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You may have heard leaving a small balance on your credit card can help your credit score. This isn’t true. In fact, leaving unpaid debts will likely cost you money and lower your credit score. Read on to understand why people believe this common credit myth and why carrying a credit card balance can be bad for your score.
Why you shouldn’t leave a small balance on your credit card
It’s a common myth that keeping a small balance on your credit card from month to month helps your credit score. Some people believe that doing so shows they’re actively using their credit in a responsible manner. Or they believe that since credit card companies earn interest from the balance that isn’t paid in full, they’ll boost credit scores to incentivize borrowers to leave money on their cards.
However, FICO, one of the major companies that produce credit scores, calculates your score with the following five factors: 1
- Payment history (35%)
- Credit utilization / amounts owed (30%)
- Length of credit history (15%)
- New credit (10%)
- Credit mix (10%)
The amount of interest that issuers earn doesn’t have an impact on any of those categories. It’s true that using your credit card regularly will build your payment history and improve your score, but it’s not necessary to carry a balance from month to month to do that.
The truth is, keeping a balance on your credit card won’t benefit your score. In fact, it will likely cost you money and lower your credit score.
Why carrying a balance costs you money
Leaving a balance on your credit card can cost you money in the form of interest. How much interest you accrue depends on your card’s annual percentage rate (APR), which is the official rate that shows you the cost of borrowing. 2
While there are 0% APR credit cards that grant you 0% interest for a certain period of time (typically at least 6 months), they don’t work as get-out-of-jail-free cards. There’s still a risk of finding yourself stuck with a balance you can’t repay, or exceeding your 0% APR period and accruing sudden interest on large sums. A recent study found that the average American pays $9,624 in credit card interest in their lifetime, showing how easy it is to rack up interest on outstanding credit card balances. 3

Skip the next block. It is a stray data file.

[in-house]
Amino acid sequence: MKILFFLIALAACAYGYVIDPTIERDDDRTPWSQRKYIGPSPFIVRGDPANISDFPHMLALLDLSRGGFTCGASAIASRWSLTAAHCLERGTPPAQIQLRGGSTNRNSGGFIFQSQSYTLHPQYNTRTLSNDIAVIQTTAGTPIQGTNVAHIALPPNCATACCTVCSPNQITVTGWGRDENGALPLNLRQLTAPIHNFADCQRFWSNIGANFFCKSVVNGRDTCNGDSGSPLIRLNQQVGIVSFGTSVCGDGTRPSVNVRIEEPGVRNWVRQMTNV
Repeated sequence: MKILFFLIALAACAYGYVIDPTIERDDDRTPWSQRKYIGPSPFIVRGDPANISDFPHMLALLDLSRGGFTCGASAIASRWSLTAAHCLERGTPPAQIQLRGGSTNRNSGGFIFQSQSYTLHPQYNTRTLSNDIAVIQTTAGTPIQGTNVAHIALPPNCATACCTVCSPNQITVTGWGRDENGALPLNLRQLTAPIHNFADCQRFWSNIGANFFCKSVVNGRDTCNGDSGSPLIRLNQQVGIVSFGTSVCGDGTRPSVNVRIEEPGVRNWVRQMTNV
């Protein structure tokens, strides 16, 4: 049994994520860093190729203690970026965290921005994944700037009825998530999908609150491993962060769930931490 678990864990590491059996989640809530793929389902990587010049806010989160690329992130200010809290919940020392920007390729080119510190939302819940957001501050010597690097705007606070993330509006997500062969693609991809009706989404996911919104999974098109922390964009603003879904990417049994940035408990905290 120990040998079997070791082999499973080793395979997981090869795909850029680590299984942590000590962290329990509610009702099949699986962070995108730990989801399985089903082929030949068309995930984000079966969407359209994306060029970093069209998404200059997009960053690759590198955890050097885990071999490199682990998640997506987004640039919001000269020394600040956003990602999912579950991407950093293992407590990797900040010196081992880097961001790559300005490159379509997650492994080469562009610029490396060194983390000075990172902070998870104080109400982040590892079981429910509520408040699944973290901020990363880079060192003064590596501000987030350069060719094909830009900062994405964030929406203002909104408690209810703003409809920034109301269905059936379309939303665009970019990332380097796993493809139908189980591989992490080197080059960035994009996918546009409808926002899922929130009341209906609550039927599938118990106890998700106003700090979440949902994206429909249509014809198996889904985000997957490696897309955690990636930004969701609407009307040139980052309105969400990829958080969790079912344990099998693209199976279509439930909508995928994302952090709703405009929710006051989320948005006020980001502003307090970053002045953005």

Furthermore, you’ll lose your grace period if you don’t pay your credit card bill in full. A grace period is when your credit card offers you a 21–30 day period of interest-free spending (but only if your previous bill was paid off).
Lastly, leaving a balance on your card lowers your available credit, making it easier to go over your limit and have your credit card declined.
Why carrying a balance lowers your credit score
Keeping a balance on your credit card can also lower your credit score by raising your credit utilization rate, which accounts for 30% of your credit score.
Credit utilization is the percentage of your available credit being used—in other words, your total credit balance divided by your total credit limit.
For example: Say you have three credit cards, with a total credit limit of $10,000, and you carry a total balance of $5,000. You’ll have a credit utilization rate of 50%.
Financial experts suggest that you keep your credit utilization rate below 30% to maintain a good credit score. That is to say, with a total credit limit of $10,000, you’d want to keep your total balance below $3,000. 4
To keep your utilization rate low, keep your balance low and pay your bill at the right time every month—in fact, paying your credit card bill early helps your credit score in most cases. You can also ask for a higher credit limit on one or more of your credit cards to lower your utilization rate.
In short, the lower your utilization rate, the better your score. To achieve this, pay your credit card in full as soon as possible rather than carrying a balance from month to month.